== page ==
On May 29, 2018, insurance commissioner, Dave Jones approved a 10% reduction in pure premium rates for policies renewing on or after July 1, 2018. Not all insurers will update existing rates, however, market competition will continue to drive down workers’ compensation costs due to lower taxes, quicker closing of claims and lower loss ratios. Read on to see how rates for your classifications are changing, and much more!
The proper retention of records for all contractors is an important task when dealing with
construction claims. If this task is ignored, your ability to transfer the financial risk of construction
lawsuits to your insurer or your subcontractors’ insurers could suffer, and cost you time and
money to protect and defend your company.
The cornerstone of a successful contractual risk transfer program is a uniform, consistently followed approach to subcontractor insurance compliance.
How a $19,000 investment returned $65,775 and lowered an EMR by 20 points!
Insurance commissioner, Dave Jones, approved an overall rate decrease of 12.31% in loss cost rates for policies renewing 1/1/18 or later. For the 69 construction classifications on page 2, rates are down an average of 6.6% from 1/1/17 loss cost rates.
The insurance commissioner approved an average rate decrease of 7.8% to be effective 7/1/17 for all new and renewing policies after this date. Several insurers have filed lower rates as of 7/1/17, and will continue to take clients’ loss history into consideration when determining final net rates.
First Party Property losses such as stolen construction tools and equipment, should be a straight forward claim. You send in documents to support the value of your claim, and then you expect to be paid by your property insurer. Typically, the claim is paid but sometimes things get derailed. Your property insurer may dispute the value of your claim or disagree with some other issue regarding the facts of the loss or insurance coverage. It becomes an endless circle of move and counter move, similar to playing a chess game, where you are hoping for an immediate victory but knowing you are up against a powerful player (your property insurer).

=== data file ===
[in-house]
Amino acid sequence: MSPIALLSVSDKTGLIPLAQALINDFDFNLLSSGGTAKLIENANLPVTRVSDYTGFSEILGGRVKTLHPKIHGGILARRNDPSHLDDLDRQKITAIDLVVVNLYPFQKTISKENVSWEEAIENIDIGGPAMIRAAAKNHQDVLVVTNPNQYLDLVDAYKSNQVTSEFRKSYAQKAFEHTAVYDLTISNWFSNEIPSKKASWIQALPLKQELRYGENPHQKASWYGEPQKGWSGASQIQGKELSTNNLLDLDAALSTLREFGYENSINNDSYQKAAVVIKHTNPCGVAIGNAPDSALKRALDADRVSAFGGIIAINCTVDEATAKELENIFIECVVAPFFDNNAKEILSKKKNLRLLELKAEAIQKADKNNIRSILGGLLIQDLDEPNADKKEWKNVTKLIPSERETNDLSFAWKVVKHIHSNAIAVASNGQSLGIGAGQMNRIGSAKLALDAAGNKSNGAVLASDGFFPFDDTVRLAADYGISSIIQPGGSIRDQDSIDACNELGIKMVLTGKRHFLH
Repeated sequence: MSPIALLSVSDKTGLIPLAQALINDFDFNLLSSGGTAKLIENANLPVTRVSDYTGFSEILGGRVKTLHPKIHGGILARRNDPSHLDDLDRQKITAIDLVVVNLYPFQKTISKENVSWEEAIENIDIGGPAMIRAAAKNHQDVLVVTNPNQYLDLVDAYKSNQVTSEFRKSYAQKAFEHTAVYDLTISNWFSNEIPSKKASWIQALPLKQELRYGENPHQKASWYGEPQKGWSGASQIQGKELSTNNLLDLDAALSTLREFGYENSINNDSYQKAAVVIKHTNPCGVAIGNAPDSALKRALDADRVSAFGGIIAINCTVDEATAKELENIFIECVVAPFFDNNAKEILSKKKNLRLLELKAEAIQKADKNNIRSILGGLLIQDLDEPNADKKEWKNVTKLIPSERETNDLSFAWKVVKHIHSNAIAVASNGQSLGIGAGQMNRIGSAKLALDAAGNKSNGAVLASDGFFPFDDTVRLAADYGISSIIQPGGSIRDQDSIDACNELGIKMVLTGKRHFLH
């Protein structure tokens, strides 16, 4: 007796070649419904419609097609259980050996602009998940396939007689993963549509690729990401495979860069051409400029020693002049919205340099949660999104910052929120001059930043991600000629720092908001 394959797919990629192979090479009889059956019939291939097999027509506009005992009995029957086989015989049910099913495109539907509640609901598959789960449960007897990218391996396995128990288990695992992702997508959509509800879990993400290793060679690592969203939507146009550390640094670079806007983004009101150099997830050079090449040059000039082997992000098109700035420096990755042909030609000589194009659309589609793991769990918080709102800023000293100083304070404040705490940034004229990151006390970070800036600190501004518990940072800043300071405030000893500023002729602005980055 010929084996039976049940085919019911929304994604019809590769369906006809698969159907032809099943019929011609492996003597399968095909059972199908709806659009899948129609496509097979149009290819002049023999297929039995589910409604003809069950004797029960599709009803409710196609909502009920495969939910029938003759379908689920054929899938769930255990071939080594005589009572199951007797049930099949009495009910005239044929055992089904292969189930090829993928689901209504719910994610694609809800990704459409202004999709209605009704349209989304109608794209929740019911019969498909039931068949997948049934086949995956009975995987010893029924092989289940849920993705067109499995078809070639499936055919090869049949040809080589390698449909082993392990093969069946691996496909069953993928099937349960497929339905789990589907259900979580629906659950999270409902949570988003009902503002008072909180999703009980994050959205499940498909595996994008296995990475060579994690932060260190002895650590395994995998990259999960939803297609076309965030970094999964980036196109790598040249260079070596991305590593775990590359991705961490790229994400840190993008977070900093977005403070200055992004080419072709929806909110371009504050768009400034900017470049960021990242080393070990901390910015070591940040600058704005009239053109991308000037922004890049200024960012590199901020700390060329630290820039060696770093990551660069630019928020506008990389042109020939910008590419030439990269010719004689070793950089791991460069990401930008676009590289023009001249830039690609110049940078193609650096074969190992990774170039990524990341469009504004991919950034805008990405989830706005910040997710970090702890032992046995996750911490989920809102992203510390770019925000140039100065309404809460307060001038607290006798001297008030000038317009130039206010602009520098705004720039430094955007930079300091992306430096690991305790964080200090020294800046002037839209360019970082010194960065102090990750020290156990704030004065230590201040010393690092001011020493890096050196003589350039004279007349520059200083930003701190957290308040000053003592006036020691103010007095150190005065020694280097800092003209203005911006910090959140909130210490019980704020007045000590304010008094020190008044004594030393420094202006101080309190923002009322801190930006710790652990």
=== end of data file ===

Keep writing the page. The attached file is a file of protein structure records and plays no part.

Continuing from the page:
A safe job is a profitable job—especially when you add up the direct and indirect costs of an accident! For example, a $25,000 sprain/lost time injury might take between $500,000 and $2,500,000 of additional company sales to pay for the cost of the injury.
California auto insurance rates are going up due to the escalating cost of claims. On average, insurers are paying out $1.14 for every $1.00 of premium they collect. Increased traffic on roadways, distracted drivers, escalating medical costs, rising repair costs, and finally, economic damages from severe auto injuries, are the reasons for these increased claim costs.
Insurance Commissioner, Dave Jones, has requested additional rate decreases for new and renewal policies starting January 1, 2017. The schedule in this article shows the requested pure premium rate changes to be effective January 1, 2017. We expect slightly lower rates to be approved in early December 2016.